they do is rather a risky thing, to put it mildly.  Those authors may
just as well have chosen the GPL because they do want to avoid other
reaping financial gains from their work without giving anything back
to the source.  The core difference between GPL and proprietary
licenses is the currency you pay for using other people's code in: new
code of your own, or money.

--
Hans-Bernhard Broeker ( snipped-for-privacy@physik.rwth-aachen.de)
Even if all the snow were burnt, ashes would remain.

Re: Public Domain and Open-Source

Quoted text here. Click to load it

Had better be harsh --- it's a harsh offence we're talking about,
here.

Quoted text here. Click to load it

No.  But you may have to check what "distribute" actually means, in
this context.

Quoted text here. Click to load it

Yes.  The author offered you a contract: the GPL, and by using that
code in some other product, you agreed to that --- if you didn't, you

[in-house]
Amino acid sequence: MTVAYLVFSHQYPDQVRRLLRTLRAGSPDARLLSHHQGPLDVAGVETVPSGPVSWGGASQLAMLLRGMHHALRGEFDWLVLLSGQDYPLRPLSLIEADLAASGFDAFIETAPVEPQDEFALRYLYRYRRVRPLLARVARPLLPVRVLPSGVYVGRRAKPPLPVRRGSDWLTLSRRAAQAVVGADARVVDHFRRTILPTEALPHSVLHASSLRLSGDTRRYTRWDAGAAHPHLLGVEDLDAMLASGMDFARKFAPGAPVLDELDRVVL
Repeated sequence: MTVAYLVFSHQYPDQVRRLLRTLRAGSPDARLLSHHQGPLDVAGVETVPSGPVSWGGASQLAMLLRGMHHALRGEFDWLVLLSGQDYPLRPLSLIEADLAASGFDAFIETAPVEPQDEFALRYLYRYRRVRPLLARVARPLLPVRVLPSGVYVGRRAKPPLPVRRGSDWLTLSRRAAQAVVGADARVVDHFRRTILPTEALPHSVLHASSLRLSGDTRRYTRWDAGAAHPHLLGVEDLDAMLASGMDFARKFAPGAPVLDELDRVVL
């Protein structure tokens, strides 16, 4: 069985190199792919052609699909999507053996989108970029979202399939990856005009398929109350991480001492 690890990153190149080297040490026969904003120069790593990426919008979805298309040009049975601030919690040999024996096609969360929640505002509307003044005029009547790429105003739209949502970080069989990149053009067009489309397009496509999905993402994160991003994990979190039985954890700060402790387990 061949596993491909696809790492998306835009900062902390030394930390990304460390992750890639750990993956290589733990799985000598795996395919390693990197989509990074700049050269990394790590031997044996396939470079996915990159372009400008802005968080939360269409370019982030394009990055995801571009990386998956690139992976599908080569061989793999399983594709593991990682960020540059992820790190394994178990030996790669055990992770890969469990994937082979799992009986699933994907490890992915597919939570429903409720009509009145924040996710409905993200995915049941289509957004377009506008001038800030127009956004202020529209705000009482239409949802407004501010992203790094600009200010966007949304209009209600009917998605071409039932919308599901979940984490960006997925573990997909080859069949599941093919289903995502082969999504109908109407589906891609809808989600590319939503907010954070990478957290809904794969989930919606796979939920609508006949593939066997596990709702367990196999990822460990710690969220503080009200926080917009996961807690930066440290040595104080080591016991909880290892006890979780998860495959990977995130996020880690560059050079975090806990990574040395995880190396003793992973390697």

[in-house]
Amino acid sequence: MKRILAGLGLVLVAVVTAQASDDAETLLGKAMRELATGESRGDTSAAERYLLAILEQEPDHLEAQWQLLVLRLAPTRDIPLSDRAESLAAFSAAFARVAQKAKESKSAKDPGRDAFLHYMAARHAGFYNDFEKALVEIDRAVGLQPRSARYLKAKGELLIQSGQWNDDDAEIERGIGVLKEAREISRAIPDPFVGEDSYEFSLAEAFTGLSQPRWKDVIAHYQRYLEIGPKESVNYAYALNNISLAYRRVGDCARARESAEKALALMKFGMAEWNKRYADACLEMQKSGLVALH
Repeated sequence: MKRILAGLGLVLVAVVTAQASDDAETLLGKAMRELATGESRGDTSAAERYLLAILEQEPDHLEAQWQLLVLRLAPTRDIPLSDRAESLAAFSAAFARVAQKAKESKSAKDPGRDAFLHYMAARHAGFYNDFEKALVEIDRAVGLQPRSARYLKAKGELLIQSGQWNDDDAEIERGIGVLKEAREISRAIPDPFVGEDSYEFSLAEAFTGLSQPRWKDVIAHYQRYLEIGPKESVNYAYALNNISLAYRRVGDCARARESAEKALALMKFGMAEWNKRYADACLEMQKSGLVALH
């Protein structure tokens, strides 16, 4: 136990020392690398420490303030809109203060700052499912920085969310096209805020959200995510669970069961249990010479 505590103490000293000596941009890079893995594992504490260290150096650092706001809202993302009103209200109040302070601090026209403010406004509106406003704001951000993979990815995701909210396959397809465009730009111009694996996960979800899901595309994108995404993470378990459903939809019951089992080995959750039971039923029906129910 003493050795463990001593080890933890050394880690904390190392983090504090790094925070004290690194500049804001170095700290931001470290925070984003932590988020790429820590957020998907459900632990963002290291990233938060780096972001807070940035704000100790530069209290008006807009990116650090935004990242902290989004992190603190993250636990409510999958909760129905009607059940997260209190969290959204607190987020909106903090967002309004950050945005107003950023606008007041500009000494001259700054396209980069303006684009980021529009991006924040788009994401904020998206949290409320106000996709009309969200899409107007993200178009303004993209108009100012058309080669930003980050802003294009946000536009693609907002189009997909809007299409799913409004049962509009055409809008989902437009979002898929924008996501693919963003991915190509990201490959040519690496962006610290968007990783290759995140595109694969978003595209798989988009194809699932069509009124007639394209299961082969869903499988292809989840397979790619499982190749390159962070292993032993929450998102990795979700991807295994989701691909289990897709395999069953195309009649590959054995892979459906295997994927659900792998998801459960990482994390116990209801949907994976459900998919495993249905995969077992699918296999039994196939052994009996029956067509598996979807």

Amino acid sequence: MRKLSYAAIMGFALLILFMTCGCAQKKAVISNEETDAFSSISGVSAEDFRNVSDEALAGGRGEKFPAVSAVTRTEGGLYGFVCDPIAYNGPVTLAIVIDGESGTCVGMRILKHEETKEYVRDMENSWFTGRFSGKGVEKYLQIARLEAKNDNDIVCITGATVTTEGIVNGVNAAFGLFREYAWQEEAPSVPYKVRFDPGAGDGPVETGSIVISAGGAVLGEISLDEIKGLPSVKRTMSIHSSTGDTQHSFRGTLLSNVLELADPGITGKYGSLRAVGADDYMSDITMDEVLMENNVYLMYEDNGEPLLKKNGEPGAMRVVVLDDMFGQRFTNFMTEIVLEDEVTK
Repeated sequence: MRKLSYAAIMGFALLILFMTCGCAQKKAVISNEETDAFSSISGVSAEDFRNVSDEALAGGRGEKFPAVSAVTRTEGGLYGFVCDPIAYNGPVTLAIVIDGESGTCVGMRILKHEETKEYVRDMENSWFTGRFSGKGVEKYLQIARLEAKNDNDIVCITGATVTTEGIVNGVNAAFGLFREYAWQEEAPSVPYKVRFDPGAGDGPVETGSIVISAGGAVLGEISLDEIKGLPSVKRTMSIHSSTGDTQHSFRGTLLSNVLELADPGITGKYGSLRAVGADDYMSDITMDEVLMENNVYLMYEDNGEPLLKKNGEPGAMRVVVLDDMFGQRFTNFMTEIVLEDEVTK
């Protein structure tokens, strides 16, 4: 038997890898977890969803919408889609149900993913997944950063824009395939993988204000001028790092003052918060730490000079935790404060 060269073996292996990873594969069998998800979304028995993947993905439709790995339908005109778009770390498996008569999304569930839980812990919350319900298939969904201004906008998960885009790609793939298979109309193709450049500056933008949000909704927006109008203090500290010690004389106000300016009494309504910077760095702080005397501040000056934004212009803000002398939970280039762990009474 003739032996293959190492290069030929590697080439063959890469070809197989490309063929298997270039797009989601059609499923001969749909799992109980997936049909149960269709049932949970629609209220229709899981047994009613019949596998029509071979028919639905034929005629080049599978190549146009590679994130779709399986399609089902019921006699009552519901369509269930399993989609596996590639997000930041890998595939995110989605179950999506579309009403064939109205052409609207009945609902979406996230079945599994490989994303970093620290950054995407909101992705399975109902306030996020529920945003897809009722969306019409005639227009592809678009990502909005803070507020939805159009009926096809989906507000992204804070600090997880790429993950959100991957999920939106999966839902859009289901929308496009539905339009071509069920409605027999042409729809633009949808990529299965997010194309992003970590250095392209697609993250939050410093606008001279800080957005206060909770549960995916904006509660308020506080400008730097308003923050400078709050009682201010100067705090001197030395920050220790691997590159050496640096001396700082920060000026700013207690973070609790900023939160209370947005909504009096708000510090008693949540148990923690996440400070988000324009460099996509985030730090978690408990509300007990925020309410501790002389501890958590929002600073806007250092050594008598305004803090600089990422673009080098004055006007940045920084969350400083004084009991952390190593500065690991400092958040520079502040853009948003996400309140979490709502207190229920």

would have no rights whatsoever regarding that piece of software.  If
you don't follow the GPL rules, that means you violated that contract,
and that does constitute a rather obvious case of "ripping off" the
code's author, by my book.  There's absolutely no excuse for anybody
doing so.  If you want that code fragment really badly, but can't
agree to GPL terms, you can still contact the author for a special
deal.

Quoted text here. Click to load it

Relying on belief regarding the question why other persons behave as
they do is rather a risky thing, to put it mildly.  Those authors may
just as well have chosen the GPL because they do want to avoid others
reaping financial gains from their work without giving anything back
to the source.  The core difference between GPL and proprietary
licenses is the currency you pay for using other people's code in: new
code of your own, or money.

--
Hans-Bernhard Broeker ( snipped-for-privacy@physik.rwth-aachen.de)
Even if all the snow were burnt, ashes would remain.

Re: Public Domain and Open-Source
Quoted text here. Click to load it

Hans, this is incorrect.  The GPL is very specifically a license, not a
contract.  This is a very important legal distinction.  Most "End User License
Agreements" are in fact contracts.



Site Timeline